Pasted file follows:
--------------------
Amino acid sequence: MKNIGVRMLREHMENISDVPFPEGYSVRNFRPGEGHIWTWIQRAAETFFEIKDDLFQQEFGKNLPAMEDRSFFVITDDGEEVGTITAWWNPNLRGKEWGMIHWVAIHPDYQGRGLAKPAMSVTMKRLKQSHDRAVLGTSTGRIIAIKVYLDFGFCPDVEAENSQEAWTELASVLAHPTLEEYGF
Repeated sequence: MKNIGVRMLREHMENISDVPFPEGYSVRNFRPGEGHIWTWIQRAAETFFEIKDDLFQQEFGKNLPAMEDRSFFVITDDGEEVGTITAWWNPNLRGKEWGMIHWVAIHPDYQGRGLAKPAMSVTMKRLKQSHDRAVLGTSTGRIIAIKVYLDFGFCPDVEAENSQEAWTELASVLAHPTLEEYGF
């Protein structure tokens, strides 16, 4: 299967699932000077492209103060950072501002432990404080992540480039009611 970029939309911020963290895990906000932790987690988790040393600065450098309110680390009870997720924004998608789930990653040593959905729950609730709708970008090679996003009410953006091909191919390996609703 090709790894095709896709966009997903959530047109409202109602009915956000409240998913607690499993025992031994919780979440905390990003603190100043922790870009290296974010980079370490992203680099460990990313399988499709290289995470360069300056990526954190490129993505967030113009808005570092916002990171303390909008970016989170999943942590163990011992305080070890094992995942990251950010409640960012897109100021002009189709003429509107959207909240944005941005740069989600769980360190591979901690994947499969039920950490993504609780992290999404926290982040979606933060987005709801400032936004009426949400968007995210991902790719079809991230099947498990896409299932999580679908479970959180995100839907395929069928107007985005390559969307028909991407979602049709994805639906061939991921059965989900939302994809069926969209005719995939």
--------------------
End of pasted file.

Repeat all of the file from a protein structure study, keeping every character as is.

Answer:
Amino acid sequence: MKNIGVRMLREHMENISDVPFPEGYSVRNFRPGEGHIWTWIQRAAETFFEIKDDLFQQEFGKNLPAMEDRSFFVITDDGEEVGTITAWWNPNLRGKEWGMIHWVAIHPDYQGRGLAKPAMSVTMKRLKQSHDRAVLGTSTGRIIAIKVYLDFGFCPDVEAENSQEAWTELASVLAHPTLEEYGF
Repeated sequence: MKNIGVRMLREHMENISDVPFPEGYSVRNFRPGEGHIWTWIQRAAETFFEIKDDLFQQEFGKNLPAMEDRSFFVITDDGEEVGTITAWWNPNLRGKEWGMIHWVAIHPDYQGRGLAKPAMSVTMKRLKQSHDRAVLGTSTGRIIAIKVYLDFGFCPDVEAENSQEAWTELASVLAHPTLEEYGF
């Protein structure tokens, strides 16, 4: 299967699932000077492209103060950072501002432990404080992540480039009611 970029939309911020963290895990906000932790987690988790040393600065450098309110680390009870997720924004998608789930990653040593959905729950609730709708970008090679996003009410953006091909191919390996609703 090709790894095709896709966009997903959530047109409202109602009915956000409240998913607690499993025992031994919780979440905390990003603190100043922790870009290296974010980079370490992203680099460990990313399988499709290289995470360069300056990526954190490129993505967030113009808005570092916002990171303390909008970016989170999943942590163990011992305080070890094992995942990251950010409640960012897109100021002009189709003429509107959207909240944005941005740069989600769980360190591979901690994947499969039920950490993504609780992290999404926290982040979606933060987005709801400032936004009426949400968007995210991902790719079809991230099947498990896409299932999580679908479970959180995100839907395929069928107007985005390559969307028909991407979602049709994805639906061939991921059965989900939302994809069926969209005719995939």